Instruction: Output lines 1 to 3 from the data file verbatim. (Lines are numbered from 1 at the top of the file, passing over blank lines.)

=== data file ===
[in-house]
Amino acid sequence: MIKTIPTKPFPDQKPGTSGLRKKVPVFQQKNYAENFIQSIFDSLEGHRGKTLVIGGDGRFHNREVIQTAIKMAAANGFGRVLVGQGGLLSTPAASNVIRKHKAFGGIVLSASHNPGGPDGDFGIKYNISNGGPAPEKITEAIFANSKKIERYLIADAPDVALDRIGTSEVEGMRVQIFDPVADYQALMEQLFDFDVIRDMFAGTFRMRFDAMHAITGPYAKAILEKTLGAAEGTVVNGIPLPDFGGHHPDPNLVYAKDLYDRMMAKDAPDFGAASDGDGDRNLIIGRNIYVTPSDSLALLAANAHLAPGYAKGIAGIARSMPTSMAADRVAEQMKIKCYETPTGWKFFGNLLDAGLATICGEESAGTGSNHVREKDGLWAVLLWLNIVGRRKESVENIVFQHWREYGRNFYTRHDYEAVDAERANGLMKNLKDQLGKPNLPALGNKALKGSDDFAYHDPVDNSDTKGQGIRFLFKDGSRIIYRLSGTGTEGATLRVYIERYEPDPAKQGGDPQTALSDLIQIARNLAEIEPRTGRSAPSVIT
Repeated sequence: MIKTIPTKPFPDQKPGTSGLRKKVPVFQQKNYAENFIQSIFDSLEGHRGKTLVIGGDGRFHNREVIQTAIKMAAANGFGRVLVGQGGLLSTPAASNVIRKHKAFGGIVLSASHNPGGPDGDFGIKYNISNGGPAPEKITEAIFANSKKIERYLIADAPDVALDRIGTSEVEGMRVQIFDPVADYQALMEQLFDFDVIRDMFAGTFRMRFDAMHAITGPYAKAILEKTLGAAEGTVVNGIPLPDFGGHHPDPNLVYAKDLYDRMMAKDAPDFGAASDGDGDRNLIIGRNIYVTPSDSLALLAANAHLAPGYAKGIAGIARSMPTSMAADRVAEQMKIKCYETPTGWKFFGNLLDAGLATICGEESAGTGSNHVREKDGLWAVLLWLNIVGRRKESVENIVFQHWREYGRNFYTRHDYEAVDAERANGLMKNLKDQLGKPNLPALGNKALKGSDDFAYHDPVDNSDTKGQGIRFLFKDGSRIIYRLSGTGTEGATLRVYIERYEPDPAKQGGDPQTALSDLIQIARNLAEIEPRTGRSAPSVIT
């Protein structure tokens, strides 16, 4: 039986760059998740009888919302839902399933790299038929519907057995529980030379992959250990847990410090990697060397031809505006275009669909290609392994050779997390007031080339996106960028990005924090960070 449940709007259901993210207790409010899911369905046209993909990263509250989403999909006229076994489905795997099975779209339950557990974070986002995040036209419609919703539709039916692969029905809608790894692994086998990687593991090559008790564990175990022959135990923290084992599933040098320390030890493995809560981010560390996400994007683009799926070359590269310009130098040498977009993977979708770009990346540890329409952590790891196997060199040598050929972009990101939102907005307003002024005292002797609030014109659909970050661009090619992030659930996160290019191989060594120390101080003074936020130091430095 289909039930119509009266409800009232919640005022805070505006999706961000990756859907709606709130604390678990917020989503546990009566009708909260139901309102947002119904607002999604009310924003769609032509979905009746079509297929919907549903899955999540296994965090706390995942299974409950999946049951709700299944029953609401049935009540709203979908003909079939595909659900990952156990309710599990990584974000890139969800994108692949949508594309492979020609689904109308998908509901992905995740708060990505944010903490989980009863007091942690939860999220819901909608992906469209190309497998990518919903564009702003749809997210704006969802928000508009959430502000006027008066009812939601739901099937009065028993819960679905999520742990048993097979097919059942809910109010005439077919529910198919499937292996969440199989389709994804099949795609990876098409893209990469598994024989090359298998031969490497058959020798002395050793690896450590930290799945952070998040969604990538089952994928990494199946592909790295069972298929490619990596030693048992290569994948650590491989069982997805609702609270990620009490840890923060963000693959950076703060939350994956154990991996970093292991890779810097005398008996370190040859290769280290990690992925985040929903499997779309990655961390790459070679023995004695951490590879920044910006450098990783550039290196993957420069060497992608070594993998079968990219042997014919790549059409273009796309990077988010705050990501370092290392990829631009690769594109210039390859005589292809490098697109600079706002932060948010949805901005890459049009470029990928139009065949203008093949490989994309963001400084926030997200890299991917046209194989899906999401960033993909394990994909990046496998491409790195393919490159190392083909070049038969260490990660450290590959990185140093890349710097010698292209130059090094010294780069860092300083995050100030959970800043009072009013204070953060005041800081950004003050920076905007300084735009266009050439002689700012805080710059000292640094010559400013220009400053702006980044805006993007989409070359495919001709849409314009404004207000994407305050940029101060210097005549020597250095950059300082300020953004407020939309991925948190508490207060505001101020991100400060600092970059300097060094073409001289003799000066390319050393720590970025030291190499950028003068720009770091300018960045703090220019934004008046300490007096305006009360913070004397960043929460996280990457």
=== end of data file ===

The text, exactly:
[in-house]
Amino acid sequence: MIKTIPTKPFPDQKPGTSGLRKKVPVFQQKNYAENFIQSIFDSLEGHRGKTLVIGGDGRFHNREVIQTAIKMAAANGFGRVLVGQGGLLSTPAASNVIRKHKAFGGIVLSASHNPGGPDGDFGIKYNISNGGPAPEKITEAIFANSKKIERYLIADAPDVALDRIGTSEVEGMRVQIFDPVADYQALMEQLFDFDVIRDMFAGTFRMRFDAMHAITGPYAKAILEKTLGAAEGTVVNGIPLPDFGGHHPDPNLVYAKDLYDRMMAKDAPDFGAASDGDGDRNLIIGRNIYVTPSDSLALLAANAHLAPGYAKGIAGIARSMPTSMAADRVAEQMKIKCYETPTGWKFFGNLLDAGLATICGEESAGTGSNHVREKDGLWAVLLWLNIVGRRKESVENIVFQHWREYGRNFYTRHDYEAVDAERANGLMKNLKDQLGKPNLPALGNKALKGSDDFAYHDPVDNSDTKGQGIRFLFKDGSRIIYRLSGTGTEGATLRVYIERYEPDPAKQGGDPQTALSDLIQIARNLAEIEPRTGRSAPSVIT
Repeated sequence: MIKTIPTKPFPDQKPGTSGLRKKVPVFQQKNYAENFIQSIFDSLEGHRGKTLVIGGDGRFHNREVIQTAIKMAAANGFGRVLVGQGGLLSTPAASNVIRKHKAFGGIVLSASHNPGGPDGDFGIKYNISNGGPAPEKITEAIFANSKKIERYLIADAPDVALDRIGTSEVEGMRVQIFDPVADYQALMEQLFDFDVIRDMFAGTFRMRFDAMHAITGPYAKAILEKTLGAAEGTVVNGIPLPDFGGHHPDPNLVYAKDLYDRMMAKDAPDFGAASDGDGDRNLIIGRNIYVTPSDSLALLAANAHLAPGYAKGIAGIARSMPTSMAADRVAEQMKIKCYETPTGWKFFGNLLDAGLATICGEESAGTGSNHVREKDGLWAVLLWLNIVGRRKESVENIVFQHWREYGRNFYTRHDYEAVDAERANGLMKNLKDQLGKPNLPALGNKALKGSDDFAYHDPVDNSDTKGQGIRFLFKDGSRIIYRLSGTGTEGATLRVYIERYEPDPAKQGGDPQTALSDLIQIARNLAEIEPRTGRSAPSVIT